By Michael Harris-Arzon, The Simplistic Professional
Everybody likes a good party. Whether it’s attending the neighbors annual Christmas Extravaganza or you are the host and are planning a Summer Picnic for 20 of your closest friends. The overall idea is to create great, lasting memories and experiences for everyone.
The prospect of entertaining can seem a little overwhelming to many people, but it is a necessity in today’s hyper-social world. Not only is it expected that our business and personal lives intersect, social standards now decree that we do more than tell others about this or that. Facebook, Twitter and Instagram demand that we visually share and talk about our balanced professional and personal lives.
This means, the experiences we create are for more than those in physical attendance of a party or event… they must translate, via pictures, stories and videos, to the growing number of followers we each maintain. You know the saying “Keeping up with the Jonses”, well in the age of entitlement that we seem to find ourselves, we have our peers not only forcing us to keep up with them, but requiring that we out do ourselves on a daily basis. The cost of this can and does keep many from entertaining at all.
So, no matter if you are just starting out in life or have a good decade of professional advancement under your belt, we know that the entertaining portion of our budgets vary drastically. Additionally, the subject of money is tasteless and therefore we will continue this conversation with the assumption that all are on equal footing and that unlimited budgets DO NOT EXIST.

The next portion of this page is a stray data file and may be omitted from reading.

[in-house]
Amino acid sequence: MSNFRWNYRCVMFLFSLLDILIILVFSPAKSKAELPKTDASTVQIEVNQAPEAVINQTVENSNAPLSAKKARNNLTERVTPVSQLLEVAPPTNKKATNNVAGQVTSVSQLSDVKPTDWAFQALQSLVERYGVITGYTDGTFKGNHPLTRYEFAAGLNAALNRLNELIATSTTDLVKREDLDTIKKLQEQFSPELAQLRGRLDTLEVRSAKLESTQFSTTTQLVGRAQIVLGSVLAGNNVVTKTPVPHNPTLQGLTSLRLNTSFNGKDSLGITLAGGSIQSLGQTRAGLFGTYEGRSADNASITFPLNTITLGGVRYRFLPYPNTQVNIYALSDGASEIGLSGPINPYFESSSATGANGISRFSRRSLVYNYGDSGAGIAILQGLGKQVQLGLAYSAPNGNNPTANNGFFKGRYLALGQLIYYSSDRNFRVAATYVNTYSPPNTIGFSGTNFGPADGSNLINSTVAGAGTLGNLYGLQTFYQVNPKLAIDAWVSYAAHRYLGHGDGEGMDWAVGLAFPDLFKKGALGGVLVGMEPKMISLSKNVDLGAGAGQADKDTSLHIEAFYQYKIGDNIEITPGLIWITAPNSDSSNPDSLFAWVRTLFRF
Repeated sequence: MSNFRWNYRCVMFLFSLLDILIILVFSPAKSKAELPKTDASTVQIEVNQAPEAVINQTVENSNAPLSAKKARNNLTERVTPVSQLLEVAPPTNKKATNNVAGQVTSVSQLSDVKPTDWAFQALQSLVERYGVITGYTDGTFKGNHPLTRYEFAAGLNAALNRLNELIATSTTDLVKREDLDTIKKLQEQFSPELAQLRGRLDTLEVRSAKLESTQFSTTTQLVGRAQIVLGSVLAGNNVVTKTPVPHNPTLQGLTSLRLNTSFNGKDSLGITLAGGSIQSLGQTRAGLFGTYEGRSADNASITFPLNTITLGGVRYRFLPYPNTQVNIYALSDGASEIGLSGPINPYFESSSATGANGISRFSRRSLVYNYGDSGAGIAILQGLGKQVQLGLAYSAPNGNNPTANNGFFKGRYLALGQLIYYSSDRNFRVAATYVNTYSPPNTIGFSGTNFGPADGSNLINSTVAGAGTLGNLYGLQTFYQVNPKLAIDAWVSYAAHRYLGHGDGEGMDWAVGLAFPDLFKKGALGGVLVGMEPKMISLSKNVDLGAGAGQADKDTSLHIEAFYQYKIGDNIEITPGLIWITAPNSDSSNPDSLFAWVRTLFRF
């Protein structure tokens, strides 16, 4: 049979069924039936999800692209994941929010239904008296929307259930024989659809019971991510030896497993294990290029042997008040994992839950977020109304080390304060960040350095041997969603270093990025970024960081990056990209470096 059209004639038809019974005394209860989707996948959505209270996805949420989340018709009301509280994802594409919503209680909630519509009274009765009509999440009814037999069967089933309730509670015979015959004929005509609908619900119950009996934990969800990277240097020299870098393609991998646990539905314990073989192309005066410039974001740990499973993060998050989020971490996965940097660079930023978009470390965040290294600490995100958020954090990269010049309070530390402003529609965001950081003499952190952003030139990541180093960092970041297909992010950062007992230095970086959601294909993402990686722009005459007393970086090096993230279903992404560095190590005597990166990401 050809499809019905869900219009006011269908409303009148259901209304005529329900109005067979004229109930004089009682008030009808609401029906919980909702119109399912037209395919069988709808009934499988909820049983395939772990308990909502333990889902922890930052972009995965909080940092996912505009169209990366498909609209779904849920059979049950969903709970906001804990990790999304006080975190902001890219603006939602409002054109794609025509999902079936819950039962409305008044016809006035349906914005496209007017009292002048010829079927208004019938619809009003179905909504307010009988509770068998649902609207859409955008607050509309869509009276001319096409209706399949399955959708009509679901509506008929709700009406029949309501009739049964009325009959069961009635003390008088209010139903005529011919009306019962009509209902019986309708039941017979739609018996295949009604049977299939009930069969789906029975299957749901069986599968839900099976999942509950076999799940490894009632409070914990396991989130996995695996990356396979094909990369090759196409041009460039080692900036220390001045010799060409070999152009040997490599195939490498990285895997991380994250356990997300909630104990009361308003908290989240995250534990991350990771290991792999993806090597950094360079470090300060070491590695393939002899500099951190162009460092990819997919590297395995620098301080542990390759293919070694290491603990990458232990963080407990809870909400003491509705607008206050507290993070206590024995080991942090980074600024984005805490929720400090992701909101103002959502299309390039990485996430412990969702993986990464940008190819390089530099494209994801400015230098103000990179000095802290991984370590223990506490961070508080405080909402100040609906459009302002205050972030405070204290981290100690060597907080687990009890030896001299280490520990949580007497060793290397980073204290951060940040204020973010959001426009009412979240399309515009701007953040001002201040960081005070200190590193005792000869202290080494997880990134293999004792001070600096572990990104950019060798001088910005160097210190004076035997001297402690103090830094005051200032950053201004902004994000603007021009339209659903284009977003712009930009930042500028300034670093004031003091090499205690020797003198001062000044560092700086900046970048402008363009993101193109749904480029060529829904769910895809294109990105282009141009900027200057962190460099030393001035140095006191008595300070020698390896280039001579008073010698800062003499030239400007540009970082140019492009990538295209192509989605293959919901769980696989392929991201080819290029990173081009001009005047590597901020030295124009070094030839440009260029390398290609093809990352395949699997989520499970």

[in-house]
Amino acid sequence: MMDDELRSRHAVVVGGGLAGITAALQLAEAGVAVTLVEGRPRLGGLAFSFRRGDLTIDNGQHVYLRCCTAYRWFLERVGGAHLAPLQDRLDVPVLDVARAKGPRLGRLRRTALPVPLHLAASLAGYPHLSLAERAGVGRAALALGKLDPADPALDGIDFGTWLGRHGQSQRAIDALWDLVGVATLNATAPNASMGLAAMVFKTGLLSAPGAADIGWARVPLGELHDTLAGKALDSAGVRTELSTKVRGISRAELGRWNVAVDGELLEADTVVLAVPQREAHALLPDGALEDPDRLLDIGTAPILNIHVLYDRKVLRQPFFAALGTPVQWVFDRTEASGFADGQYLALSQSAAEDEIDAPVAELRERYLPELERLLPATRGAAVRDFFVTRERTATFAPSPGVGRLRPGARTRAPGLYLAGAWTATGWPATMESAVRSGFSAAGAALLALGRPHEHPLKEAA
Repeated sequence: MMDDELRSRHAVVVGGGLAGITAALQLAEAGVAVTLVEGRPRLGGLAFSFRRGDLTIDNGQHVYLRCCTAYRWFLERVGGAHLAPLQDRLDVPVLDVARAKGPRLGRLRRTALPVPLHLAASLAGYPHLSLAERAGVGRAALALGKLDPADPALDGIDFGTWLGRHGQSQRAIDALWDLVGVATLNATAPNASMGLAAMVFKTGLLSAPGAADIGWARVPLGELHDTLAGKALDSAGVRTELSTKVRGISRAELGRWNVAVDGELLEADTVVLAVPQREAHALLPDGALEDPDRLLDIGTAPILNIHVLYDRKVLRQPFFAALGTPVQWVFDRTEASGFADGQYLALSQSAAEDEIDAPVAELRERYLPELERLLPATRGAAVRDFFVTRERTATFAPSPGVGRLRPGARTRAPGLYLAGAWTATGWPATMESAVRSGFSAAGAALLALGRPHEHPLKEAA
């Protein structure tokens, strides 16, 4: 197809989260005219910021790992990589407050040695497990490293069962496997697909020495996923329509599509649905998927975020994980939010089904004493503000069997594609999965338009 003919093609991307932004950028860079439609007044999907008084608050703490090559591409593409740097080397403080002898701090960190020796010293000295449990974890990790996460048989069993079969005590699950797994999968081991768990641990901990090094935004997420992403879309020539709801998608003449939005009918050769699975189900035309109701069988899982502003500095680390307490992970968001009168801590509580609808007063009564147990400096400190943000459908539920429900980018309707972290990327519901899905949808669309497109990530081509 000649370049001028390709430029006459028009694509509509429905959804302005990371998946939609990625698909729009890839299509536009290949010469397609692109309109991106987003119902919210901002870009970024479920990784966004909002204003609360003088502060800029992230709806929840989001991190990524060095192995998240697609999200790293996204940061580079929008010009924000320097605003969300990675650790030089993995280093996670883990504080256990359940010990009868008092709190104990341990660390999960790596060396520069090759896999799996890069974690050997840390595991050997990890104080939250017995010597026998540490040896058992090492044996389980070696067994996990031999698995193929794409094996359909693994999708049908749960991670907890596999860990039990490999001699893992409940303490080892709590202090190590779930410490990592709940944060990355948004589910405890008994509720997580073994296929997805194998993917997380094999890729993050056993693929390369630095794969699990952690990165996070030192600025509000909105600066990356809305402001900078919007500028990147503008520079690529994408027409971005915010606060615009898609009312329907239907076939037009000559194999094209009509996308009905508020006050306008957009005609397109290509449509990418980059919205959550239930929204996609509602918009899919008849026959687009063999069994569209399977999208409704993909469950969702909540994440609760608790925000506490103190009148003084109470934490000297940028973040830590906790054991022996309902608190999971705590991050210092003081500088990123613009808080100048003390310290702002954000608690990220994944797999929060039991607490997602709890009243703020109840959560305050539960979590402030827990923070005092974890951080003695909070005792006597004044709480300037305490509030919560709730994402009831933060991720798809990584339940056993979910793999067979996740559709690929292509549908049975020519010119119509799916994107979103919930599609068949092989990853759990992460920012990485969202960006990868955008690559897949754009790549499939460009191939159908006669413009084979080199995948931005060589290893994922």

The first thing I must mention is that I have and never will pay full price for anything when it comes to hosting an event or party. This mainly has to do with the fact that when Danny and I first started out in life, we did not have the resources that many of our friends had. Yes, we had access to and attended some of the most sought after invitations in New York City. Thus, I was able to glean ideas and inspiration from parties like the one New Year’s Eve where we brought in the New Year dining on Caviar Omelettes with celebrities like James Woods and Madonna.
Living in The Big Apple at the time, afford us the opportunity to access wholesale places, dollar stores and department stores that had huge discount sales on a regular basis. I learned that if I was vigilant about that word Sale, I could buy a couple of pieces at a time for virtually nothing. This is also when I discovered that the day after ANY HOLIDAY is the best time to shop. As long as you aren’t trying to buy a specific item or number of items, then you can easily save 75%. Be sure to not forget about the smaller holidays like Fourth of July or Presidents Day.
With the holiday sales, you need to not think of it as a Valentine’s Day or Halloween Sale. Think of it as a way to acquire a set of 6 plates for desserts or 4 black candle holders etc. And if you do this for an entire year, after EVERY HOLIDAY, you will be amazed at what you can collect. And keep in mind that you want to look for things like fake gourds, items made of crystal or anything else that can help you create a vision on a table scape when combined with multiple pieces.
Tip: I keep a small folder of pictures on my phone that are simple snap shots of the things I already have in the Butler’s Pantry. Nothing individual, but simple reminders of things in general. This helps me fill in the holes as to the types or colors of accessories I already own.
One last piece of advice, be sure to save things like the mylar dangles and paper lanterns you may use for a certain event, as they can be reused many times to come and can easily be stored in ziplock bags.